Inspired to serve: Father, son fulfill sense of duty downrange
1 / 2 Show Caption + Hide Caption – (From left to right) Staff Sgt. Damon Witherspoon, his wife, Ketina Witherspoon, and Capt. Freddy Smith pose for a picture before Witherspoon is deployed to Bagram Air Field, Afghanistan, February 2014. Witherspoon is scheduled to redeploy back to Fo... (Photo Credit: U.S. Army) VIEW ORIGINAL
Inspired to serve: Father, son fulfill sense of duty downrange
2 / 2 Show Caption + Hide Caption – Capt. Freddy Smith (left) poses for a picture with his son, Staff Sgt. Damon Witherspoon, who was home on leave for Thanksgiving, Nov. 27 2014, before the two would both deploy to the U.S. Central Command's area of responsibility. This father and son... (Photo Credit: U.S. Army) VIEW ORIGINAL

CAMP ARIFJAN, Kuwait - A parent's instinct is to love, protect and shield their child from harm. Well, imagine being an active duty Soldier. You not only protect and shield your child, but serves as a protector of freedom when duty calls. This can serve as a great example for children to follow their parent's footsteps to military service and this is the case for Capt. Freddy Smith and Staff Sgt. Damon Witherspoon.

"My father has all the influence in the world over me. Everything that I do, I try to mirror my father," said Witherspoon, a senior logistician for Task Force Odin, 306th Military Intelligence Battalion, 470th Military Intelligence Brigade. "Joining the Army was something that I felt obligated to do since my father is serving."

These Malvern, Ark., natives are both deployed to the U.S. Central Command's area of responsibility with units based out of Fort Hood, Texas.

Eight years ago when Smith, already serving in the military, returned back to Malvern on leave from Operation Iraqi Freedom to see Witherspoon graduate high school with no real plan on what to do next in his life, he was concerned.

"He came home, picked me up, and said he wanted to talk to me about something. We drove and ended up at the recruiting station. We talked to the recruiter about my options. I took the ASVAB [entry level testing for military service], and [he] just asked me if this is something that I would want to do," Witherspoon said. "Hands down yes, it's not a question."

"You're serving and I want to follow in your footsteps," he added.

To Smith, he just wanted to give his first born child a better view on what the world has to offer outside of their small hometown.

"I wouldn't say that I coerced my son into joining the military. I just want him to explore his options," said Smith, a medical logistics planner assigned to 13th Sustainment Command (Expeditionary), 1st Sustainment Command (Theater) in Camp Arifjan, Kuwait. "There aren't a lot of opportunities for high school graduates besides laborer's work."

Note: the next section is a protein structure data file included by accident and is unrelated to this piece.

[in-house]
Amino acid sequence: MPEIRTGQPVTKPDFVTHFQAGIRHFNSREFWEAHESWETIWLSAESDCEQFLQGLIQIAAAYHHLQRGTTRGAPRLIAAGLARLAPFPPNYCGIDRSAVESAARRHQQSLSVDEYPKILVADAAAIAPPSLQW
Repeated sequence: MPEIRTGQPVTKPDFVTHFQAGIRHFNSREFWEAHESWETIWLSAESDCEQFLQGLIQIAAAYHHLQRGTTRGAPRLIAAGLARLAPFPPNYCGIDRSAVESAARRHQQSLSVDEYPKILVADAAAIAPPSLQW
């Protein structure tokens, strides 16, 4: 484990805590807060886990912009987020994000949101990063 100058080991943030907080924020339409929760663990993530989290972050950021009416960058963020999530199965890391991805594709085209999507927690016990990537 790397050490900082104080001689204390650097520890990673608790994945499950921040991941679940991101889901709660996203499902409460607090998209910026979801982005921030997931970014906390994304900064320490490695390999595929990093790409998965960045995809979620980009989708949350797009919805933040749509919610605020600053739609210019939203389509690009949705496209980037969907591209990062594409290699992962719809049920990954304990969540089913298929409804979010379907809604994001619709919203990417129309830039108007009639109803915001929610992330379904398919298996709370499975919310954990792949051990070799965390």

"As a father, you don't want to see your son struggle and go through things the hard way," he added.

Shortly after his return to the battlefield, he called home to find out how things were going. To his surprise, his son was already going through basic training with a chosen specialty as a tanker. At that moment, he was faced with two sides of the same coin.

"As a professional, I knew where he would be going next, due to the fact it was at the height of the war in Iraq. As a father, I was scared of what could happen while he's there," said Smith. "He knows that whatever happens I'm a father first, but I know that some things come along with the profession."

"As a father, I'm thrilled, proud, scared and nervous all at the same time," he said.

Shortly after arriving at his first duty station, Fort Hood, Texas, Witherspoon deployed to Iraq with the 3rd Cavalry Regiment - only missing his father redeploying by two weeks.

This happened for one more deployment where the duo was deployed to Afghanistan. Distance can be a strain to any relationship; however, for this military father-son team distance doesn't play a factor. After nearly nine years, neither father nor son has missed the opportunity to stay in touch or even influence each other.

"We talk to each other every week. I know he worries about me, and I worry about him just as much," Witherspoon said.

"We talk Army, we talk shop; we talk father to son," Smith said. "I guess it's a mix of shop talk, but you put your fatherly perspective on it as well. He asks me for advice, but he influences me more that I think I influence him."

"I'm not going to let him know that," he added. "But, it's true."

This is the first time that this father-son team has been stationed at the same location since Witherspoon joined the Army in 2006. This fact can be seen as bittersweet. After 19 years of service, Smith has decided to retire, but his influence and guidance will never waiver when it comes to his son. Witherspoon, now a unit supply noncommissioned officer, plans to continue his service and follow his father's footsteps to become a commissioned officer.

"My father told me to get my school together and make sure that I can take care of my family," Witherspoon said.

When asked if he could tell his father anything, Witherspoon said, "I love him, and I appreciate everything that he continues to do for me and everything that he's done for me in the past. All the help, the mentorship, and love that he's given me and I'm trying to pay it back, one day at a time."